Oct 2014 25

5 myths about weight training


Troy Martin of TM Fitness is a Functional Fitness and Nutrition Coach who specialises in remedial exercise and nutrition, helping people overcome fitness or weight-loss issues. He is based at Kinetic Cycles in Hitchin market place.

The original version of this article appeared on Troy’s blog  in October 2012.



1. If I lift heavy weight at low reps I will get big muscles


The optimum rep range to work in is 8-12 repetitions for 2 to 4 sets. You should be aiming for near failure by your last rep.

If you lift less than 8 reps, say 3-5 reps, this is a strength gain set and may not optimize hypertrophy (muscle growth) in beginners.

More advanced lifters should aim for a high volume of total reps over multiple sets.


2. I need to eat loads of protein and to avoid carbohydrates


Protein is important for growth and repair of muscles but in order to gain muscle bulk you need to consume in the region of 1-3 grams of protein per kilogram of bodyweight each day.

You also need to consume some quality carbohydrates.

Carbs are your muscles’ main source of energy and without enough carbohydrates in your diet then your body will ‘eat’ muscles in order to fuel your workouts resulting in a reduction in muscle mass. See Dave's previous blog post on Who needs carbs anyway? for more info.

Carb cycling protocols work great for this.


3. I only want big chest and arms so I don't need to train my legs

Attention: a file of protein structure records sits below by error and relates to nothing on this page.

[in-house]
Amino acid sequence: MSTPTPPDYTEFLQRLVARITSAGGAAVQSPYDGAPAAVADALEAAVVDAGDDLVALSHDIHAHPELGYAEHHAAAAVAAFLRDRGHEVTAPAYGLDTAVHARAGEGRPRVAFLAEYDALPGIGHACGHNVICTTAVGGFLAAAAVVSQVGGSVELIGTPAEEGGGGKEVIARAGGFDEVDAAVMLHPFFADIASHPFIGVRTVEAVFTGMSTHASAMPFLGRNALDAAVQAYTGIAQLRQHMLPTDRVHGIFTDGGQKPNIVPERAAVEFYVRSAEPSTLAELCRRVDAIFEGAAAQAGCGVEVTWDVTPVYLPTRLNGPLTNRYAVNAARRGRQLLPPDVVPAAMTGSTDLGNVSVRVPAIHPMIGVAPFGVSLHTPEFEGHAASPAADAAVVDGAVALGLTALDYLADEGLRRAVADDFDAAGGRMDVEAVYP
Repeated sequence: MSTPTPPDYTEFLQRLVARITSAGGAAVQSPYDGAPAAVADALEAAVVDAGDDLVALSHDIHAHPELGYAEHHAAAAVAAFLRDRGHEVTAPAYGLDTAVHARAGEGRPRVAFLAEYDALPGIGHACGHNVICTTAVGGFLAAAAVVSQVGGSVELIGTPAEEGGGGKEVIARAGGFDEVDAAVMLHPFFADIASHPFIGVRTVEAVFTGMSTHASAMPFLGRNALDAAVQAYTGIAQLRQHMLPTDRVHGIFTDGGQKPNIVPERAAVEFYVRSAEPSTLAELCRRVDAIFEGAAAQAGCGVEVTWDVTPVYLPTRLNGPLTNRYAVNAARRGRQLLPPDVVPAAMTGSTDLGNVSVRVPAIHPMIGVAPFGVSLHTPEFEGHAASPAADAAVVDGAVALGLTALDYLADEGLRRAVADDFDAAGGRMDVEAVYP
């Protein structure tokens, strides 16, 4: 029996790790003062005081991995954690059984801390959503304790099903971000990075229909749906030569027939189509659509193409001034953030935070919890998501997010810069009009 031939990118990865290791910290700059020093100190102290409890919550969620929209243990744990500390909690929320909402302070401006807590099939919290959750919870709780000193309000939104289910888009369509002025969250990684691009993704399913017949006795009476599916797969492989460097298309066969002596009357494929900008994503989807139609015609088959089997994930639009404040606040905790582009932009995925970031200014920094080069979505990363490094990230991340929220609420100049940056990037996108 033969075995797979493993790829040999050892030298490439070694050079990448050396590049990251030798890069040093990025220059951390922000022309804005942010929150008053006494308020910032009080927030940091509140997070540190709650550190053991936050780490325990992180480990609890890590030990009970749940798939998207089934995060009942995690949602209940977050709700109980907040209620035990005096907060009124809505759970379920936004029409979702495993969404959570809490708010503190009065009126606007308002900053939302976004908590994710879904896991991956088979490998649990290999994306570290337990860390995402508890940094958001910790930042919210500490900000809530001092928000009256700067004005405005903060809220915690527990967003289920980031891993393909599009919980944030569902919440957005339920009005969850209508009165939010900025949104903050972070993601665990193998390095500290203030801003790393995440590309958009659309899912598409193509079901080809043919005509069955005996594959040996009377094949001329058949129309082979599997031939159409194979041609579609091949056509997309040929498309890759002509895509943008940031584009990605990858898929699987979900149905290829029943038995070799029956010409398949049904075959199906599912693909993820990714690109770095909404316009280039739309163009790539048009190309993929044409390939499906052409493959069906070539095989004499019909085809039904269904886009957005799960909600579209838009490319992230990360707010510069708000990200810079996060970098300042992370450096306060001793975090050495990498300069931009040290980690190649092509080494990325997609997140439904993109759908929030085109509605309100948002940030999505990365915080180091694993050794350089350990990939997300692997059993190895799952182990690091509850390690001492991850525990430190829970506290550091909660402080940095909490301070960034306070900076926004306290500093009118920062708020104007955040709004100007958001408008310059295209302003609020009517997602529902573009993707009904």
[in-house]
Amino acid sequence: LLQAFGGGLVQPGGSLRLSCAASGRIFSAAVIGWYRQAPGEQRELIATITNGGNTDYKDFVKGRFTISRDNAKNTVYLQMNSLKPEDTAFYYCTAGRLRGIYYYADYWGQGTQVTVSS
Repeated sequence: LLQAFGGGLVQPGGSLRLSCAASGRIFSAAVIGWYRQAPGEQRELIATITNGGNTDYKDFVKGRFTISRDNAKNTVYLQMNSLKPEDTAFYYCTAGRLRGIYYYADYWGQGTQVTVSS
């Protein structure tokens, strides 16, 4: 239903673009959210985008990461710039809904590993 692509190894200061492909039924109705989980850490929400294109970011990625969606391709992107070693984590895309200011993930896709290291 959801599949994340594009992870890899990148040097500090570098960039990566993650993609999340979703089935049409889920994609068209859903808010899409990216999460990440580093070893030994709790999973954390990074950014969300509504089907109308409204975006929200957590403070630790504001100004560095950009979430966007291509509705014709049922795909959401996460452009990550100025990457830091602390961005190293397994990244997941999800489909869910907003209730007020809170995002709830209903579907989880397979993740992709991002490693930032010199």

First of all you should train for balance, simply training your ‘beach muscles’ (chest, arms, abs) will lead to postural imbalances which could contribute to back problems.

Train your legs hard, these are the biggest muscles in your body and by training your legs hard your body will release more growth hormone which, in turn, will help you bulk up the muscles in your upper body too.


pic by David Castillo Dominici @ freedigitalphotos.net


4. I want big muscles, so I don't need to do cardio


Aim to do high intensity cardiovascular workouts like interval training or hill sprints, etc.

This will not only burn more fat, making your muscles look more defined but will increase your lactic threshold meaning you can train harder when lifting weights as well as producing growth hormone which will aid growth and repair.


5. Stretching won't make me big so I don't need to do it


Sticking to a flexibility programme not only helps maintain or even increase your range of movement (ROM) but it may decrease the risk of injury, reduce lower back pain and promote muscle growth.

The more supple your muscle fibres are the more likely the muscle is to grow.

Some studies have shown that stretching during and after a resistance workout can increase over-all strength by up to 20%.

It's important that you get your stretches right by holding them for long enough - again see a previous blog post by dave, Good stretch, bad stretch after sport.


Train hard, train right

So gaining muscle means training hard but training right.

If you need help with your training or nutrition then get in contact with Troy Martin of TM Fitness: